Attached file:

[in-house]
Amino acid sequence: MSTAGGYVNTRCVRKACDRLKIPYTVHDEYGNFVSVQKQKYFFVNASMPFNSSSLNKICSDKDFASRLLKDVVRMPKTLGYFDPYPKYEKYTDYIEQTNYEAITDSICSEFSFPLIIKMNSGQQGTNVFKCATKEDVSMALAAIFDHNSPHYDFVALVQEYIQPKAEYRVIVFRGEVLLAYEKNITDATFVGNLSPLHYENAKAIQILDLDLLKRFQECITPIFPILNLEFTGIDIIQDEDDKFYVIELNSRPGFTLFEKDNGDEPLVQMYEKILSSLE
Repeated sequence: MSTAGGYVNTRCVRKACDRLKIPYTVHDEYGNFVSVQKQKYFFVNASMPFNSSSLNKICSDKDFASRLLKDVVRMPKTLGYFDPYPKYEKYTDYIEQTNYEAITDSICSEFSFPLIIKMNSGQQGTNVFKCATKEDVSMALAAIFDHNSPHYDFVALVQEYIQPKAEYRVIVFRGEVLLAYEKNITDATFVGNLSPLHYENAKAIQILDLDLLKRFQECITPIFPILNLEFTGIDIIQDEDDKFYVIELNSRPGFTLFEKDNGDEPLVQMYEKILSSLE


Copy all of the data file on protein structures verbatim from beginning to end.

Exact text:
[in-house]
Amino acid sequence: MSTAGGYVNTRCVRKACDRLKIPYTVHDEYGNFVSVQKQKYFFVNASMPFNSSSLNKICSDKDFASRLLKDVVRMPKTLGYFDPYPKYEKYTDYIEQTNYEAITDSICSEFSFPLIIKMNSGQQGTNVFKCATKEDVSMALAAIFDHNSPHYDFVALVQEYIQPKAEYRVIVFRGEVLLAYEKNITDATFVGNLSPLHYENAKAIQILDLDLLKRFQECITPIFPILNLEFTGIDIIQDEDDKFYVIELNSRPGFTLFEKDNGDEPLVQMYEKILSSLE
Repeated sequence: MSTAGGYVNTRCVRKACDRLKIPYTVHDEYGNFVSVQKQKYFFVNASMPFNSSSLNKICSDKDFASRLLKDVVRMPKTLGYFDPYPKYEKYTDYIEQTNYEAITDSICSEFSFPLIIKMNSGQQGTNVFKCATKEDVSMALAAIFDHNSPHYDFVALVQEYIQPKAEYRVIVFRGEVLLAYEKNITDATFVGNLSPLHYENAKAIQILDLDLLKRFQECITPIFPILNLEFTGIDIIQDEDDKFYVIELNSRPGFTLFEKDNGDEPLVQMYEKILSSLE